The company Grenson was started by a Mr William Green in Northamptonshire in 1866. He died in 1901 and his son took over changing the name to Grenson in 1913. When war broke out a year later his factory was turned over to the production of boots for the British Army for the next four years.
At the beginning of the war there was a desperate need within the British Army for boots. Hundreds of thousands of men were joining up and each man needed a pair of boots leading the power that be to turn over all current production of boots they could to the British Army. This meant that in the first years of the war a large variety of footwear can be seen and this particular boots are typical of such a pair.
The shape of these boots is typical of the Edwardian period and the laces appear to be original, if not very old examples. Each boot features a cotton puller to the rear which is embroidered 'REG GS Quality' on one side and 'The Grenson Shoe' on the other, which again is typical of the era.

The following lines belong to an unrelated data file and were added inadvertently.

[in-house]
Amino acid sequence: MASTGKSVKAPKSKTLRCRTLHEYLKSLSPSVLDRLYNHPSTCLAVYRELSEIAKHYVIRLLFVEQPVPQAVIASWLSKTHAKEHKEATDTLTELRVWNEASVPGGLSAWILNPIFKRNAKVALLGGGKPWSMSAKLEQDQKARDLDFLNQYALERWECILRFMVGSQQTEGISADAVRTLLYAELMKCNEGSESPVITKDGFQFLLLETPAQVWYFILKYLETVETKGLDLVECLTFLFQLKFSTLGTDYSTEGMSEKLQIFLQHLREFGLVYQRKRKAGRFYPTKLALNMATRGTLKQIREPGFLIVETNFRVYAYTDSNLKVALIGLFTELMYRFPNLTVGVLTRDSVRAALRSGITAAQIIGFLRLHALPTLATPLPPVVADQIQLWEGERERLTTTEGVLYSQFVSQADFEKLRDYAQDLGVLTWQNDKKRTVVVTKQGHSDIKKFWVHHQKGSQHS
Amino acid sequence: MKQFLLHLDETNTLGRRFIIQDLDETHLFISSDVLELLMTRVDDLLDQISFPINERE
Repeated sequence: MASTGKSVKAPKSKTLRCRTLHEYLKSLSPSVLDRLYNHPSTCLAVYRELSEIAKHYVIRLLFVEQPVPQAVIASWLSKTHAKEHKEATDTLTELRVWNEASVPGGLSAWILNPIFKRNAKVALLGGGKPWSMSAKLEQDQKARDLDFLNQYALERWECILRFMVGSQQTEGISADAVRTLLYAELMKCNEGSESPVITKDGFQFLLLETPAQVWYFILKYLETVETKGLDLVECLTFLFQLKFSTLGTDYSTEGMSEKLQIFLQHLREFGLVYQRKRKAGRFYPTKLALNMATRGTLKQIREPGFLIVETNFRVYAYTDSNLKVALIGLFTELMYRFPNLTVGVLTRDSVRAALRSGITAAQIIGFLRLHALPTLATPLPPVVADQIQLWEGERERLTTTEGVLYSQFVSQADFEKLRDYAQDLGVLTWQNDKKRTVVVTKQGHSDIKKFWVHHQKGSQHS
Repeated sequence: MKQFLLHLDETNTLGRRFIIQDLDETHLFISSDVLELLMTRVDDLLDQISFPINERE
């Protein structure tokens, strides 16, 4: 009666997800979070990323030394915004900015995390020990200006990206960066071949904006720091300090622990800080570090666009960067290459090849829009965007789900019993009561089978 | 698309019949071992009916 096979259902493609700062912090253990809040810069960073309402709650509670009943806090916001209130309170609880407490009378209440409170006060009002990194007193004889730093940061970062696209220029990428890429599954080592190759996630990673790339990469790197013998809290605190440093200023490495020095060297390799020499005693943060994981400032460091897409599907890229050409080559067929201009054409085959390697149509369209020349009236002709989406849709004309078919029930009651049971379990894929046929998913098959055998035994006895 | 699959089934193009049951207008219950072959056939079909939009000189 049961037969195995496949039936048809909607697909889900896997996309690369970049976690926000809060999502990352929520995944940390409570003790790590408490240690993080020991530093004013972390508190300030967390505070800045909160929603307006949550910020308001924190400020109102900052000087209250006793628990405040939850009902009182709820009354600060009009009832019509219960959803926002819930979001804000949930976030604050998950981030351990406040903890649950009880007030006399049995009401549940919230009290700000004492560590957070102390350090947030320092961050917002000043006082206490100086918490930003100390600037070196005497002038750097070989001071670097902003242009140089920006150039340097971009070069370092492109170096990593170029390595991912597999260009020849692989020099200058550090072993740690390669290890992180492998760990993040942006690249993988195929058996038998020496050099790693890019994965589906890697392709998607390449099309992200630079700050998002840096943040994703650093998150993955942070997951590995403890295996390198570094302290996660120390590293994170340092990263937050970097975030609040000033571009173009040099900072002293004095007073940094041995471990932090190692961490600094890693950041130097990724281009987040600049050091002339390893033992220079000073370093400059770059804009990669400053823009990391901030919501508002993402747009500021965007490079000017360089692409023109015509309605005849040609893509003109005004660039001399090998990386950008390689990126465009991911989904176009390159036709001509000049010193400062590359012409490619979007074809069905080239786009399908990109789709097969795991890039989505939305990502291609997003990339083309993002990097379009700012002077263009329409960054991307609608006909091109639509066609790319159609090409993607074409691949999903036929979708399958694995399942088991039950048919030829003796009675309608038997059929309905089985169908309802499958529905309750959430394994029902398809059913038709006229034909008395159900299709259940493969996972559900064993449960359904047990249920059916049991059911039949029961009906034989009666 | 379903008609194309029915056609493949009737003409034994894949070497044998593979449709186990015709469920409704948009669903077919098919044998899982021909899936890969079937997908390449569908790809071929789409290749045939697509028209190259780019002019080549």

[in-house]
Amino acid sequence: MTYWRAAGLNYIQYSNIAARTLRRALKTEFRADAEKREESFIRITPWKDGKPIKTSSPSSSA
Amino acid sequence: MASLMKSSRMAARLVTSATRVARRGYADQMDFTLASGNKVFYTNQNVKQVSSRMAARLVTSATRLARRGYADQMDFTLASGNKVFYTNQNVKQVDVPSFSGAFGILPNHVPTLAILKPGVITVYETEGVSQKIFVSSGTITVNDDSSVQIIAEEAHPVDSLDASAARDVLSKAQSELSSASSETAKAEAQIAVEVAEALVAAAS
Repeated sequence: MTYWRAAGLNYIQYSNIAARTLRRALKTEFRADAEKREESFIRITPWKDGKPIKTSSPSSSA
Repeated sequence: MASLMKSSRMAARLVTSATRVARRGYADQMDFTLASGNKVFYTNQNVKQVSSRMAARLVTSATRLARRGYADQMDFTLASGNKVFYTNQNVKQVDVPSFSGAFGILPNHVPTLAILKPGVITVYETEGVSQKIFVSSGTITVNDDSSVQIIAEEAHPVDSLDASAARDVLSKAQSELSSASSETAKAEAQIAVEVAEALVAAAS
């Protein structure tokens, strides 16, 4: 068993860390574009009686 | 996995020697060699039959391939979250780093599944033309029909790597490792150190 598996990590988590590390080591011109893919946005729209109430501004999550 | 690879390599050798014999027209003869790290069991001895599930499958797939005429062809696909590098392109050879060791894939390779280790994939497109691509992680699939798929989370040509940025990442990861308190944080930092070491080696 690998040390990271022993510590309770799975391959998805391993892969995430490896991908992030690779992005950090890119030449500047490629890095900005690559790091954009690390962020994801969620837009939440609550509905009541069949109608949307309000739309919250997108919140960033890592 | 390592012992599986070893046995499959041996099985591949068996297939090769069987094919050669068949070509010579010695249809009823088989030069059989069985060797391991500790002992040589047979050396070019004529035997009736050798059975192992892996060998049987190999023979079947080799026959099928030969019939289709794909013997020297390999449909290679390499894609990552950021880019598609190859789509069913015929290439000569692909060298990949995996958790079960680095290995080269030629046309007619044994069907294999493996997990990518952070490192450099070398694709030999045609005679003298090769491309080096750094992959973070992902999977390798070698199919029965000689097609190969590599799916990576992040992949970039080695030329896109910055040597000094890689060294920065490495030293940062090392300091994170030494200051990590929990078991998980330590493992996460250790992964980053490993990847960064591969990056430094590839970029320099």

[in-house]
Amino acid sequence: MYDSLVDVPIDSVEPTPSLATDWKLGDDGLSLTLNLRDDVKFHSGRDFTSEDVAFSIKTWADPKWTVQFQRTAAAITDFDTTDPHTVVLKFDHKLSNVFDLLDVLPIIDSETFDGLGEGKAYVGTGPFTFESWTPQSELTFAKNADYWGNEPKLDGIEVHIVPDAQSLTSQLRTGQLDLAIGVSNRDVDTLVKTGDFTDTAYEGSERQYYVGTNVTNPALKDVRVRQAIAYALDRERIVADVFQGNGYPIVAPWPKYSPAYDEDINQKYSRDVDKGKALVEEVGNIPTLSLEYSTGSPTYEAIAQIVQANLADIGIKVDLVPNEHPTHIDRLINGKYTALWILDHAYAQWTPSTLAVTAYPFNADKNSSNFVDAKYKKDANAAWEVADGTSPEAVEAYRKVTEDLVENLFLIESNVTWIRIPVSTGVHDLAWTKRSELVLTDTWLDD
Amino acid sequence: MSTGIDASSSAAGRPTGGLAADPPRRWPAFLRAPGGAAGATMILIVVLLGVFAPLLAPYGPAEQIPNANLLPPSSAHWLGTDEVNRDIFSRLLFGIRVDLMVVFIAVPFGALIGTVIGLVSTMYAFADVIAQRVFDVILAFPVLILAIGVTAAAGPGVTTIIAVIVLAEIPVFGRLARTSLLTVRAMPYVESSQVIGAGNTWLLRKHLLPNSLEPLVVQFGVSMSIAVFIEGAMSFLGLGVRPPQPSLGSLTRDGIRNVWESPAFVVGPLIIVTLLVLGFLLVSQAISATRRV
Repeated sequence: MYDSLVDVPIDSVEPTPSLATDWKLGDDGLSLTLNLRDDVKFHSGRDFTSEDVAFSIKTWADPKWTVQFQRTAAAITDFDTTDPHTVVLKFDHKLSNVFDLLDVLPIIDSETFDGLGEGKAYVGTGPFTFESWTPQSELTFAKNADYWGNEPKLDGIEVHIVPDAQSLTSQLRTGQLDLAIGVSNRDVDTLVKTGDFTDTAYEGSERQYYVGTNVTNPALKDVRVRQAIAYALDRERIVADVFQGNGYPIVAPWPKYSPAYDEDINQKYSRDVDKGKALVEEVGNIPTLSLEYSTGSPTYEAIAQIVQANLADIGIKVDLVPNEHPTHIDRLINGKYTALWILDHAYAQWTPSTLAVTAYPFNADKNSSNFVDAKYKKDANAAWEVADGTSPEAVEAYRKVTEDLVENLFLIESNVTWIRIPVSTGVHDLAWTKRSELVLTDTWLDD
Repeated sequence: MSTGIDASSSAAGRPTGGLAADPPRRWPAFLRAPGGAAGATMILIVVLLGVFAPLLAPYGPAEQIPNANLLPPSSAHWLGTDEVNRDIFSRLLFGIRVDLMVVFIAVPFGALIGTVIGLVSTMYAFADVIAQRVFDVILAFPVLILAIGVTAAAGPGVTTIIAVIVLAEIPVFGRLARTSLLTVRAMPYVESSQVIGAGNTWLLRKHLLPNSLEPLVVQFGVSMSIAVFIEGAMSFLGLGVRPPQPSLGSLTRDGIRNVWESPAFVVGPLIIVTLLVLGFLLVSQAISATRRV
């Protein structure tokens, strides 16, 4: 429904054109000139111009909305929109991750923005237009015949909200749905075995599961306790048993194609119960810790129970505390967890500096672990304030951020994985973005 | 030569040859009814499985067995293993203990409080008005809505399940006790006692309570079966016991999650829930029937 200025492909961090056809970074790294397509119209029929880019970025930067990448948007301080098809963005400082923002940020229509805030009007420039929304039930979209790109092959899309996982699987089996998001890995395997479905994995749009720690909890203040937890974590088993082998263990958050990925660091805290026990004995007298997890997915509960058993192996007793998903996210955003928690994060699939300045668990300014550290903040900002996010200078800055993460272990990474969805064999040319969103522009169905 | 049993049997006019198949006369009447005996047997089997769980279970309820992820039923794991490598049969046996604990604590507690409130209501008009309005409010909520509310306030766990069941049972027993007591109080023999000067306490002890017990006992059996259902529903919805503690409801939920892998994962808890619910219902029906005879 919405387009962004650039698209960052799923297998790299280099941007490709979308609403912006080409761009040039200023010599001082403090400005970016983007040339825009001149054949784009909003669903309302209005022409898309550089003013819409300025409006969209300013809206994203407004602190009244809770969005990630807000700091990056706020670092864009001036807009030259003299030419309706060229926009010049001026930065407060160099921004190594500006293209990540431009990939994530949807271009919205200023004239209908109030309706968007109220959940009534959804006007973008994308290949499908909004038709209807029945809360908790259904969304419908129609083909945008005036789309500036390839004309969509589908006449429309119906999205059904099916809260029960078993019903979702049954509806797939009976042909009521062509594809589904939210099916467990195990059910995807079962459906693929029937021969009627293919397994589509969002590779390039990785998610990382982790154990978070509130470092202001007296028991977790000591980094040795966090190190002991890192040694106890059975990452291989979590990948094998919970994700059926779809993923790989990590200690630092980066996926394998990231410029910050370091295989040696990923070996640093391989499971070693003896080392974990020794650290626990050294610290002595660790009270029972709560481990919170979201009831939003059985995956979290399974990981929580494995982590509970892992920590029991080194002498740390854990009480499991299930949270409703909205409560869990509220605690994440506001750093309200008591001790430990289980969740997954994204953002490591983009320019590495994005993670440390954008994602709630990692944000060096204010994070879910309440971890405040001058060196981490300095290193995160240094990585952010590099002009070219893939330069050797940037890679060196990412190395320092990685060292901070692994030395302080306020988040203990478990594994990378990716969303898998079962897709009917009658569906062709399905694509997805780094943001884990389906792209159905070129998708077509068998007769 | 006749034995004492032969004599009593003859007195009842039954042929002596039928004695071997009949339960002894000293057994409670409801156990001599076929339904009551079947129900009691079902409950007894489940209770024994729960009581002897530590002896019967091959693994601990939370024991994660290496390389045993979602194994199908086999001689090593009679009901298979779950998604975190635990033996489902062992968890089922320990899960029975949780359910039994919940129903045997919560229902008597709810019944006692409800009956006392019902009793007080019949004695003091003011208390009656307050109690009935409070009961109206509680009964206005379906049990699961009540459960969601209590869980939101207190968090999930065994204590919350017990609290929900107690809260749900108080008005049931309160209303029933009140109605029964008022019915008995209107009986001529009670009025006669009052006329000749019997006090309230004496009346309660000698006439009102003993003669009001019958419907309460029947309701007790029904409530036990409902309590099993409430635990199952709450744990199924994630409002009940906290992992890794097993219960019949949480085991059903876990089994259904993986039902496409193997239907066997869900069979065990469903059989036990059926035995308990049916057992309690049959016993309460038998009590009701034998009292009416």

The overall condition of the boots is very good considering they are over 100 years old and they have taken on an amazing patina. They are scuffed in places and the there are some sections missing from the heel as can be seen in the pictures, but this is to be expected of boots of this era.
The boots have been resoled but are now not recommended for wear as they are too delicate. They would be ideal for a mannequin, reference piece or part of a kit display.
Original Great War period boots are now very scarce and expensive when they do come up on the open market. This pair would make a great addition to a collection or display for a fraction of the price.